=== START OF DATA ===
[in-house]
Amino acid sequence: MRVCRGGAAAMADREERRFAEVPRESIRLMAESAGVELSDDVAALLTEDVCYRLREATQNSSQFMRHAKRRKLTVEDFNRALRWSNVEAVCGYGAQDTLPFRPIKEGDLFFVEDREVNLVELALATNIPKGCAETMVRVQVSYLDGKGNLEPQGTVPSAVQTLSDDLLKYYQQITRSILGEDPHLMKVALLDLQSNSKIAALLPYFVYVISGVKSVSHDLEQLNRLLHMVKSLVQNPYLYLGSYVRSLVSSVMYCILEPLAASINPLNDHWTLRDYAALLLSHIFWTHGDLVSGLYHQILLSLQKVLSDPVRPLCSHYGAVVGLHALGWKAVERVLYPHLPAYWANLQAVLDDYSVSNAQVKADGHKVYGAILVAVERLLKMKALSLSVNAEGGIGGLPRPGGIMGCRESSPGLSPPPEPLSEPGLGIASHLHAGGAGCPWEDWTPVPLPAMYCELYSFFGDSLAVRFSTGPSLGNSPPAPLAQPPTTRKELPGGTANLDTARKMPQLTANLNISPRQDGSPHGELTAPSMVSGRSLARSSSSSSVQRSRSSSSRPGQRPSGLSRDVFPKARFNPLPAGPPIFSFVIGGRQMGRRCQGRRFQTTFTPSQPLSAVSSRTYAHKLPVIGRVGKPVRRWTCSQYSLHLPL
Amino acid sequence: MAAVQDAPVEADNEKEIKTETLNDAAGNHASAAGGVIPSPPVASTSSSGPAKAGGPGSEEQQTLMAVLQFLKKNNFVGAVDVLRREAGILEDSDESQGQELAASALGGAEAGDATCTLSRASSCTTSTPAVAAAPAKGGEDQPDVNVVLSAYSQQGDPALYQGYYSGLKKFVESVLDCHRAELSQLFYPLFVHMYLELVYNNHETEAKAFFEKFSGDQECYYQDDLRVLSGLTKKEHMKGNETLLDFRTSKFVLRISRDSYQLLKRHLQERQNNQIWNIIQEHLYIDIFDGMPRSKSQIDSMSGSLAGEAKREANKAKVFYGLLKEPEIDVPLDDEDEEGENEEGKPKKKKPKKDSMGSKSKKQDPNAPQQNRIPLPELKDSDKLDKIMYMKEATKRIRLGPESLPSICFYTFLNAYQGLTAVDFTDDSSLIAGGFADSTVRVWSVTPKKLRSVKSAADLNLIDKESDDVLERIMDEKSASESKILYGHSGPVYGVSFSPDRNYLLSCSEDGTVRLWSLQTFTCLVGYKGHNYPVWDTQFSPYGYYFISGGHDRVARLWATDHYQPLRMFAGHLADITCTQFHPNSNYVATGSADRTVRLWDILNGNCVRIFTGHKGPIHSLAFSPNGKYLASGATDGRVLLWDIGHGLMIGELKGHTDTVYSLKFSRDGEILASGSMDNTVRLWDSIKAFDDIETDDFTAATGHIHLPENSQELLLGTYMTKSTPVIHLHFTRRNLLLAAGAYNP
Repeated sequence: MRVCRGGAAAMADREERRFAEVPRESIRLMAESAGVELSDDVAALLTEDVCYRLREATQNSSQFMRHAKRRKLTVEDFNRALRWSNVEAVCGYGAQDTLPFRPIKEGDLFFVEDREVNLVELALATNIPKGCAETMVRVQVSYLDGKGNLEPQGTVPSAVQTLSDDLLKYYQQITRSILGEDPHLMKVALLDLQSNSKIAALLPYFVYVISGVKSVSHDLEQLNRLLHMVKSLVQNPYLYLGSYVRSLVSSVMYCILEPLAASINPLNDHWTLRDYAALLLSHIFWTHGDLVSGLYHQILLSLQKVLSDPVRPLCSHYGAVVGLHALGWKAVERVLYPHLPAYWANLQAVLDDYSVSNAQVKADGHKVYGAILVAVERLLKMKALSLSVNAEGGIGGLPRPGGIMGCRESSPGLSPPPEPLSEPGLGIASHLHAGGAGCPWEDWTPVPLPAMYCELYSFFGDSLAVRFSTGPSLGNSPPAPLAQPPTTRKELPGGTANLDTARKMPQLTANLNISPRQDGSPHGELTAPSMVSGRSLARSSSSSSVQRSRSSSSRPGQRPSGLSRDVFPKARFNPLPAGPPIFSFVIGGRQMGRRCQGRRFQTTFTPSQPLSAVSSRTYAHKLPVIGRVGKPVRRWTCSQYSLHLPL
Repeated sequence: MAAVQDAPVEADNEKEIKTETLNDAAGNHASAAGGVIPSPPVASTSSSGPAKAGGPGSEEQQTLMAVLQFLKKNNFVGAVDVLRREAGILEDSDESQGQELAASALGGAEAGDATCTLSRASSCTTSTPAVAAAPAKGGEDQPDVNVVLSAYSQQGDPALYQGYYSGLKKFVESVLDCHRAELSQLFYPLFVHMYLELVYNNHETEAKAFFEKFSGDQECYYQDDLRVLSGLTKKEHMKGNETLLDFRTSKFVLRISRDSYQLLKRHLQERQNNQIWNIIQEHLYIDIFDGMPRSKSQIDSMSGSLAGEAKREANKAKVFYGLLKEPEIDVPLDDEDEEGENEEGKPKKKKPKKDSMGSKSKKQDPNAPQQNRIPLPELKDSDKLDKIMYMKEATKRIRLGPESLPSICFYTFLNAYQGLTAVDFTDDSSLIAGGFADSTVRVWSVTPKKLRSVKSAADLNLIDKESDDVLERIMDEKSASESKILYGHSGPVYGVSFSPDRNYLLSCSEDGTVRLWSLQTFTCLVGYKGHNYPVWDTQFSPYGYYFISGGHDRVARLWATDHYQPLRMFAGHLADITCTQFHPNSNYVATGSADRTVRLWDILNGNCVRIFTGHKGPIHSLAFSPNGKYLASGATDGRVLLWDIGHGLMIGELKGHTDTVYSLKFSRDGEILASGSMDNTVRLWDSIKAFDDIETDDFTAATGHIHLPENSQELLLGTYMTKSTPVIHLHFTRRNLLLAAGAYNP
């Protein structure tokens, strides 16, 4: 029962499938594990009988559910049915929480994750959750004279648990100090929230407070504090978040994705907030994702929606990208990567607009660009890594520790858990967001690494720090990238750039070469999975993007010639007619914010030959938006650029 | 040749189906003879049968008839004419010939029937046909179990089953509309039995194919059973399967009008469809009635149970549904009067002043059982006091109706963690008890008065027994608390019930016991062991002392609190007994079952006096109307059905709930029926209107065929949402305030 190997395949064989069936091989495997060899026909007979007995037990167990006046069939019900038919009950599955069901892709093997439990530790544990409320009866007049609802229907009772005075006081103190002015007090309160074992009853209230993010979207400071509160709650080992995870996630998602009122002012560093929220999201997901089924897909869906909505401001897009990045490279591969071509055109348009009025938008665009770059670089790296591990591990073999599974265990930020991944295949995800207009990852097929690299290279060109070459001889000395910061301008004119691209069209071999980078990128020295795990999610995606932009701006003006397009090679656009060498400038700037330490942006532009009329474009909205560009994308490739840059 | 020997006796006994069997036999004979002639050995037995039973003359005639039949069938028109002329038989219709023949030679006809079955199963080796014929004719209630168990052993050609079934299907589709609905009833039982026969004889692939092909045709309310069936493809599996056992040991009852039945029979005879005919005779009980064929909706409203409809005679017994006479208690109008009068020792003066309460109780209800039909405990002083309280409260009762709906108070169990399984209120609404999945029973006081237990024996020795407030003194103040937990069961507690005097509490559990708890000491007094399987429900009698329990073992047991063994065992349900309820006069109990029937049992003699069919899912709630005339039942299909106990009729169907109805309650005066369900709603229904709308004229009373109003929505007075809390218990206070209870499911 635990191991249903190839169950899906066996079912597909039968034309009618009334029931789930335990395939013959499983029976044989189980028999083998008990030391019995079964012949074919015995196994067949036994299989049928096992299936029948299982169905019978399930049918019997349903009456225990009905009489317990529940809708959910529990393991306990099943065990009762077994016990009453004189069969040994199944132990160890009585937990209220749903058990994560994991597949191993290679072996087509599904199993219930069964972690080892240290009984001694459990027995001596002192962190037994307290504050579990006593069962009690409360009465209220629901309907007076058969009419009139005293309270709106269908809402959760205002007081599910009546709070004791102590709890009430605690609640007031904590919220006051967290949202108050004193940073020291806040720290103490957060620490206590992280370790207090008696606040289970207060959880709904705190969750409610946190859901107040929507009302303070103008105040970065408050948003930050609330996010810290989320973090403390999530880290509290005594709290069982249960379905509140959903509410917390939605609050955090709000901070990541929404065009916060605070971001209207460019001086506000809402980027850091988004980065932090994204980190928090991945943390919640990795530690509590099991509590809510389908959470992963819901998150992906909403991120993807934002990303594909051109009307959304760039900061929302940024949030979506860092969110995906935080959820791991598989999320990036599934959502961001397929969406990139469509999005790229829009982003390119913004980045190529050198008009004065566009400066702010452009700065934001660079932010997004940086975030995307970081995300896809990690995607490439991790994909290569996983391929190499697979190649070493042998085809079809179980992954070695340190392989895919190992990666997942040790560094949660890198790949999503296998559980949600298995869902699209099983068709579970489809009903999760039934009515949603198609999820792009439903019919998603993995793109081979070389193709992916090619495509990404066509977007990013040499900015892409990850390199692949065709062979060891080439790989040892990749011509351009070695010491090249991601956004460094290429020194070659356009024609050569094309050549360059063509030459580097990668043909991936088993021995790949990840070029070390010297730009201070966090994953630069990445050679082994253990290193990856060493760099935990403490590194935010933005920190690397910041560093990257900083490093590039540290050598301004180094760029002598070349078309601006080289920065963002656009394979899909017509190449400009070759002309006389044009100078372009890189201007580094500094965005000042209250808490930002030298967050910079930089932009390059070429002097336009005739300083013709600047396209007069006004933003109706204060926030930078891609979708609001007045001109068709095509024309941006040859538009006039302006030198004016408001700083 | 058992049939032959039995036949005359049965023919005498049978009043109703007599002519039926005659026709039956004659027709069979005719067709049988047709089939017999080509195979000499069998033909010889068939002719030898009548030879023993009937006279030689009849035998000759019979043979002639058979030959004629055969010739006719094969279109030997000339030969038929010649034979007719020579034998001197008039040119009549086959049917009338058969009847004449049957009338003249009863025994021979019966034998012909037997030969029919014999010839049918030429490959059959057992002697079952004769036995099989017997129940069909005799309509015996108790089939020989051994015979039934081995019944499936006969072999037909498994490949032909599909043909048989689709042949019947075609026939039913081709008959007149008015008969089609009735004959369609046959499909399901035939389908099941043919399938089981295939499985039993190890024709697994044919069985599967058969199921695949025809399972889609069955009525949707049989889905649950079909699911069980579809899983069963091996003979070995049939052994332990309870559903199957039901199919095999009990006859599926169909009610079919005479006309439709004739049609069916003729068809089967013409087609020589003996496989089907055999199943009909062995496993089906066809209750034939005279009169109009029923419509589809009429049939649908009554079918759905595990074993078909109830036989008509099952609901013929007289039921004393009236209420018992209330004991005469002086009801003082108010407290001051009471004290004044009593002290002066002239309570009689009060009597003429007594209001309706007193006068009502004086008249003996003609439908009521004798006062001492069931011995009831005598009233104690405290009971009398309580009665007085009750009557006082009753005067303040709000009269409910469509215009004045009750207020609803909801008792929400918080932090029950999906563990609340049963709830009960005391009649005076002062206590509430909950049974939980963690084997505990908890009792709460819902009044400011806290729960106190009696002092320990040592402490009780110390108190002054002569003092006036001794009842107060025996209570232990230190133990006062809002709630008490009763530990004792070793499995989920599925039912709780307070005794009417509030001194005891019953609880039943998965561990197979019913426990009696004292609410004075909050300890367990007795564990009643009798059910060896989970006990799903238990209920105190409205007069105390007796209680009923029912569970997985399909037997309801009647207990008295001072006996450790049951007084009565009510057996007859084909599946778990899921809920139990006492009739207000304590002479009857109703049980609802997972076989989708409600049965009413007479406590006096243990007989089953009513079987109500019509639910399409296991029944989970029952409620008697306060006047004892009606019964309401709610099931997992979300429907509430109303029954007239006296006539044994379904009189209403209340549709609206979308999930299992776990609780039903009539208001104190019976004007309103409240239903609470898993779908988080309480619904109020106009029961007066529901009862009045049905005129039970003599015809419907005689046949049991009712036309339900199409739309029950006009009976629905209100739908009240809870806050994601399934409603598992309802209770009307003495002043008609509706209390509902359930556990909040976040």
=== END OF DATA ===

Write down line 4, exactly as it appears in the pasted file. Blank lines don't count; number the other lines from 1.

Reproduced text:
Repeated sequence: MRVCRGGAAAMADREERRFAEVPRESIRLMAESAGVELSDDVAALLTEDVCYRLREATQNSSQFMRHAKRRKLTVEDFNRALRWSNVEAVCGYGAQDTLPFRPIKEGDLFFVEDREVNLVELALATNIPKGCAETMVRVQVSYLDGKGNLEPQGTVPSAVQTLSDDLLKYYQQITRSILGEDPHLMKVALLDLQSNSKIAALLPYFVYVISGVKSVSHDLEQLNRLLHMVKSLVQNPYLYLGSYVRSLVSSVMYCILEPLAASINPLNDHWTLRDYAALLLSHIFWTHGDLVSGLYHQILLSLQKVLSDPVRPLCSHYGAVVGLHALGWKAVERVLYPHLPAYWANLQAVLDDYSVSNAQVKADGHKVYGAILVAVERLLKMKALSLSVNAEGGIGGLPRPGGIMGCRESSPGLSPPPEPLSEPGLGIASHLHAGGAGCPWEDWTPVPLPAMYCELYSFFGDSLAVRFSTGPSLGNSPPAPLAQPPTTRKELPGGTANLDTARKMPQLTANLNISPRQDGSPHGELTAPSMVSGRSLARSSSSSSVQRSRSSSSRPGQRPSGLSRDVFPKARFNPLPAGPPIFSFVIGGRQMGRRCQGRRFQTTFTPSQPLSAVSSRTYAHKLPVIGRVGKPVRRWTCSQYSLHLPL